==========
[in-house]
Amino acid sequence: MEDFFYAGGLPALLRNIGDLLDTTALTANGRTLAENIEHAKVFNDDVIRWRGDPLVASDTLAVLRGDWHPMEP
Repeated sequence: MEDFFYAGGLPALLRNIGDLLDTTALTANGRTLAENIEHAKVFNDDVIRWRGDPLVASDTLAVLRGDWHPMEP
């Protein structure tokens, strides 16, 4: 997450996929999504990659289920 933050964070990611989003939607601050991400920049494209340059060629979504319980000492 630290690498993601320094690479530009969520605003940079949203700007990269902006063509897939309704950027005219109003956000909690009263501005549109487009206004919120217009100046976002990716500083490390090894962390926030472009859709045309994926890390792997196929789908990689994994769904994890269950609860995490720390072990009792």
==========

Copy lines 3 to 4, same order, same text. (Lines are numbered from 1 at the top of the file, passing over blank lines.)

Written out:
Repeated sequence: MEDFFYAGGLPALLRNIGDLLDTTALTANGRTLAENIEHAKVFNDDVIRWRGDPLVASDTLAVLRGDWHPMEP
């Protein structure tokens, strides 16, 4: 997450996929999504990659289920 933050964070990611989003939607601050991400920049494209340059060629979504319980000492 630290690498993601320094690479530009969520605003940079949203700007990269902006063509897939309704950027005219109003956000909690009263501005549109487009206004919120217009100046976002990716500083490390090894962390926030472009859709045309994926890390792997196929789908990689994994769904994890269950609860995490720390072990009792």